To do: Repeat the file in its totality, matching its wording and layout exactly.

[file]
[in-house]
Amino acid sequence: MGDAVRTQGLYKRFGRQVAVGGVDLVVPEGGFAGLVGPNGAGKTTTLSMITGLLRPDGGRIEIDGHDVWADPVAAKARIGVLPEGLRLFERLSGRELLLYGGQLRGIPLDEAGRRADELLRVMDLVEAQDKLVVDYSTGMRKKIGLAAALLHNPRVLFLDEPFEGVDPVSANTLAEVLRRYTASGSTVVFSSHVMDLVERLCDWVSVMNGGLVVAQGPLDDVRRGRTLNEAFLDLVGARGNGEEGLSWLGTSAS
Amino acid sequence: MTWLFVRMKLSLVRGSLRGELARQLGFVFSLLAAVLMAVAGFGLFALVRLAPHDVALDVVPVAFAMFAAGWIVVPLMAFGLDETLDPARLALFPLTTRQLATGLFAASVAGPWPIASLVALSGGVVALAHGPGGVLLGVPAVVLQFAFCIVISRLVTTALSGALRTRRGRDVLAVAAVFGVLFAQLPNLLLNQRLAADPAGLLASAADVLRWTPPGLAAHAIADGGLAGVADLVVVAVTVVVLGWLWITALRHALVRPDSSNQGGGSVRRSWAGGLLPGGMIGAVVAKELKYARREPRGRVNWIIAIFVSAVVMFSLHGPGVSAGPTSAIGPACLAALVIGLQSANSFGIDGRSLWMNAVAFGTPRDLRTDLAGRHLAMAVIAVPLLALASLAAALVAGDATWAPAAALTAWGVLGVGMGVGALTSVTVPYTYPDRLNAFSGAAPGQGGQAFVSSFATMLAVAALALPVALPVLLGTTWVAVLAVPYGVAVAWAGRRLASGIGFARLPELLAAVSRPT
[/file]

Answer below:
[in-house]
Amino acid sequence: MGDAVRTQGLYKRFGRQVAVGGVDLVVPEGGFAGLVGPNGAGKTTTLSMITGLLRPDGGRIEIDGHDVWADPVAAKARIGVLPEGLRLFERLSGRELLLYGGQLRGIPLDEAGRRADELLRVMDLVEAQDKLVVDYSTGMRKKIGLAAALLHNPRVLFLDEPFEGVDPVSANTLAEVLRRYTASGSTVVFSSHVMDLVERLCDWVSVMNGGLVVAQGPLDDVRRGRTLNEAFLDLVGARGNGEEGLSWLGTSAS
Amino acid sequence: MTWLFVRMKLSLVRGSLRGELARQLGFVFSLLAAVLMAVAGFGLFALVRLAPHDVALDVVPVAFAMFAAGWIVVPLMAFGLDETLDPARLALFPLTTRQLATGLFAASVAGPWPIASLVALSGGVVALAHGPGGVLLGVPAVVLQFAFCIVISRLVTTALSGALRTRRGRDVLAVAAVFGVLFAQLPNLLLNQRLAADPAGLLASAADVLRWTPPGLAAHAIADGGLAGVADLVVVAVTVVVLGWLWITALRHALVRPDSSNQGGGSVRRSWAGGLLPGGMIGAVVAKELKYARREPRGRVNWIIAIFVSAVVMFSLHGPGVSAGPTSAIGPACLAALVIGLQSANSFGIDGRSLWMNAVAFGTPRDLRTDLAGRHLAMAVIAVPLLALASLAAALVAGDATWAPAAALTAWGVLGVGMGVGALTSVTVPYTYPDRLNAFSGAAPGQGGQAFVSSFATMLAVAALALPVALPVLLGTTWVAVLAVPYGVAVAWAGRRLASGIGFARLPELLAAVSRPT